What were the best NASCAR moments in 2021 as Kyle Larson takes maiden championship?

Jake Nichol December 3, 2021
What were the best NASCAR moments in 2021 as Kyle Larson takes maiden championship?
Photo by Jared C. Tilton/Getty Images


All the 2021 NASCAR awards have been handed out, but what were some of the best – and worst – moments throughout the year? The Focus has picked out five of the most memorable moments in the year Kyle Larson claimed a maiden title.

In their pre-season ad campaign, Fox Sports declared 2021 as “The best season yet”.

While the on-track action was somewhat lacking, stories were dotted throughout the year to certainly make it a memorable year in stock car racing.

But what were the best-and-worst moments? Here are three of the best and three of the worst moments of 2021 in NASCAR.

Photo by Jared C. Tilton/Getty Images

Most memorable NASCAR moments in 2021

For avoidance of doubt, this is in no particular order, but we start with the moment Kyle Larson clinched his championship at Phoenix.

The journey he had taken from being in disgrace to the top of the NASCAR world in 21 months has been well-documented, but is nonetheless a mighty achievement.

But that’s not a moment in itself – that pitstop at Phoenix however, is.

NASCAR 21: Ignition | Trailer

NASCAR 21: Ignition | Trailer

Larson’s #5 Chevy was not running well at Phoenix on the long runs – with Martin Truex Jr and Denny Hamlin best suited in their Joe Gibbs machines.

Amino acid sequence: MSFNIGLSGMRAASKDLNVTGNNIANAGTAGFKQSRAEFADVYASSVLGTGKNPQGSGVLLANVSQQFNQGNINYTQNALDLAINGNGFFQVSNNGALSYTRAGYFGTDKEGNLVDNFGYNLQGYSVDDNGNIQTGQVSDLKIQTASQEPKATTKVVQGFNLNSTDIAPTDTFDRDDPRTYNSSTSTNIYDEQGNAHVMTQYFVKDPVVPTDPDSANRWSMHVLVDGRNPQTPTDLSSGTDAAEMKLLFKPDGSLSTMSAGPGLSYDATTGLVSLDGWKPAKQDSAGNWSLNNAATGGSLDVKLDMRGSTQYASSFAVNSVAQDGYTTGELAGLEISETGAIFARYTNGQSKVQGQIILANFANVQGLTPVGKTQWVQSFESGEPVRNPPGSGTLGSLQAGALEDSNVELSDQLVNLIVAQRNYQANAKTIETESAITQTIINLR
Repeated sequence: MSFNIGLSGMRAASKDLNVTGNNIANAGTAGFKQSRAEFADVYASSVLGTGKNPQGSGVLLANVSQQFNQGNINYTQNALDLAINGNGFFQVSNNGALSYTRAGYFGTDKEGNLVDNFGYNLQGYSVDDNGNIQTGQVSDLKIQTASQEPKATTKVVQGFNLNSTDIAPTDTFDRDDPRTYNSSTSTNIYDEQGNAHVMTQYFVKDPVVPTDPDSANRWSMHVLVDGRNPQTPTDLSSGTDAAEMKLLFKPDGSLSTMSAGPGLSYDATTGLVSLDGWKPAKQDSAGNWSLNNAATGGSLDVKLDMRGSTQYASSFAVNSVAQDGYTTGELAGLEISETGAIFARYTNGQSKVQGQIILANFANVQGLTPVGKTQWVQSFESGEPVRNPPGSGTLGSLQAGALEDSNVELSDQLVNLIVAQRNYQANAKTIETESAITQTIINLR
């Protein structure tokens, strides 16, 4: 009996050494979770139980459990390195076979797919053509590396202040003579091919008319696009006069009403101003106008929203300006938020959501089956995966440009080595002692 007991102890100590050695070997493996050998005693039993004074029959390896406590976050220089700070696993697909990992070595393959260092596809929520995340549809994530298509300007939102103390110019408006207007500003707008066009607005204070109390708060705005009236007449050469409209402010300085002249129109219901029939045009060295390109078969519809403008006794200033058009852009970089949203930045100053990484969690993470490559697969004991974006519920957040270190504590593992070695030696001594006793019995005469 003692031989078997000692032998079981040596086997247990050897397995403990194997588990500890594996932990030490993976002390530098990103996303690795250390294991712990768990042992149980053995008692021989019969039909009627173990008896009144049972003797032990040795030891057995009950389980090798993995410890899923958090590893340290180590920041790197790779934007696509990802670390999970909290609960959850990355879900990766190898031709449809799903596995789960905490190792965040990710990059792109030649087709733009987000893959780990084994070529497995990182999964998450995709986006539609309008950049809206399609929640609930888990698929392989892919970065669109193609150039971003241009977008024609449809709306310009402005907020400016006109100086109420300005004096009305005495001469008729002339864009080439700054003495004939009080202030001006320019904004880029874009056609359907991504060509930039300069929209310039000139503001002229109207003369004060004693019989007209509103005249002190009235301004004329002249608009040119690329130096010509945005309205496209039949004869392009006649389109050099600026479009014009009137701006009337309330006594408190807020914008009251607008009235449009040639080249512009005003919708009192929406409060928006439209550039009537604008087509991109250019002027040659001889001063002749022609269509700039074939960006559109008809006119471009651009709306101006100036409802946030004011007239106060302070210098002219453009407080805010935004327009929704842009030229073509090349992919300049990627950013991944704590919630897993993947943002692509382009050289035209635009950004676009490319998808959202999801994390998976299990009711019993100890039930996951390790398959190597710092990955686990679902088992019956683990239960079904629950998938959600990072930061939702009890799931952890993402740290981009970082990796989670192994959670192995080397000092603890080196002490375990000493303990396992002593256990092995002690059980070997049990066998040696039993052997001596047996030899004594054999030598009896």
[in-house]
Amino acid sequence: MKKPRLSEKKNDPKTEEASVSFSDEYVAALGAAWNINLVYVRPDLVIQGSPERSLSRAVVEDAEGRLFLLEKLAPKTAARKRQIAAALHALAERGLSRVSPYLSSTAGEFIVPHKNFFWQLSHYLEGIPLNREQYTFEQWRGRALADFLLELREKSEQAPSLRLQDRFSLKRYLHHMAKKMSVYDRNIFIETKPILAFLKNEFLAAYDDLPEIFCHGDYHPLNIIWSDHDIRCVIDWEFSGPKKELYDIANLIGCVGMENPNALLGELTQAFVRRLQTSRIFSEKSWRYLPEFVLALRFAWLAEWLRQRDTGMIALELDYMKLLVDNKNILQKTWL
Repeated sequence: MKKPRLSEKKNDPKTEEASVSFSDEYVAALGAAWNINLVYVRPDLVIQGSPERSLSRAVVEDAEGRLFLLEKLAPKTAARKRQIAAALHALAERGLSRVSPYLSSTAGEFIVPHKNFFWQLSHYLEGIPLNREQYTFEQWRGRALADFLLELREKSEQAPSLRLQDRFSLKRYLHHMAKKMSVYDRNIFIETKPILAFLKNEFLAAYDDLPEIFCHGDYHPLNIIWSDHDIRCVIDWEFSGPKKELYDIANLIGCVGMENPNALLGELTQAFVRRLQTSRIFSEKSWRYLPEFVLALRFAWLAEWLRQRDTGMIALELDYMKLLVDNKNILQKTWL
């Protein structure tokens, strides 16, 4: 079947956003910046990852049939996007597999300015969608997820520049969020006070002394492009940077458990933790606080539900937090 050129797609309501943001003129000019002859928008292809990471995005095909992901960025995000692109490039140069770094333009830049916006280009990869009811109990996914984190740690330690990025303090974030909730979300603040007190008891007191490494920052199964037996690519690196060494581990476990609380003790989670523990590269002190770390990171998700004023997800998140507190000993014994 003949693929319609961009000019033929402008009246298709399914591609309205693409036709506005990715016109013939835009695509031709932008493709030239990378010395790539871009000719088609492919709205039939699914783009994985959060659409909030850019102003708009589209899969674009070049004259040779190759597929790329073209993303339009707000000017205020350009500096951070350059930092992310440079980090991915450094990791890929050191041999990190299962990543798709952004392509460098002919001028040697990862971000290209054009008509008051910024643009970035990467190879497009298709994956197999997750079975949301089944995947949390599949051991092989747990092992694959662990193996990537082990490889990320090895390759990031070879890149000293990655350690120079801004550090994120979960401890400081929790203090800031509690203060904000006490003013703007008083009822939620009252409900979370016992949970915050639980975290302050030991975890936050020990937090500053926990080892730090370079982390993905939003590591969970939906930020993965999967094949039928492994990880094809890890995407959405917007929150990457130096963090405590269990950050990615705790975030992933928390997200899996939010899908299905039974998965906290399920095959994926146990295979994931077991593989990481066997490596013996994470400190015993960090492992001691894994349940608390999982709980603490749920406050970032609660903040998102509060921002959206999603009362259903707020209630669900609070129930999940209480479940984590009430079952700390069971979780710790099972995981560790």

But a caution for David Starr debris with 30 laps to go changed everything.

Larson was struggling, despite taking the pole, it looked as if this record-breaking season would come to nothing.

Until his pit-crew got involved.

It was the money stop for the driver known as ‘Yung Money.’

The #5 crew serviced him in their fastest time of the year and got him out ahead of Hamlin, just.

Game. Set. Match. Championship. Larson.

Championships are won and lost in moments. Larson’s crew delivered under the most intense pressure. It was the defining moment of his 2021 NASCAR season.

Elliott gets the last laugh in fan favourite memorable moment in NASCAR 2021

It’s Bristol, Baby!

It is what happens at Bristol that makes memorable NASCAR moments, right?

A dust-up between the Most Popular Driver and a grizzled veteran was perhaps a shining example of what happens when the lights go on at Bristol.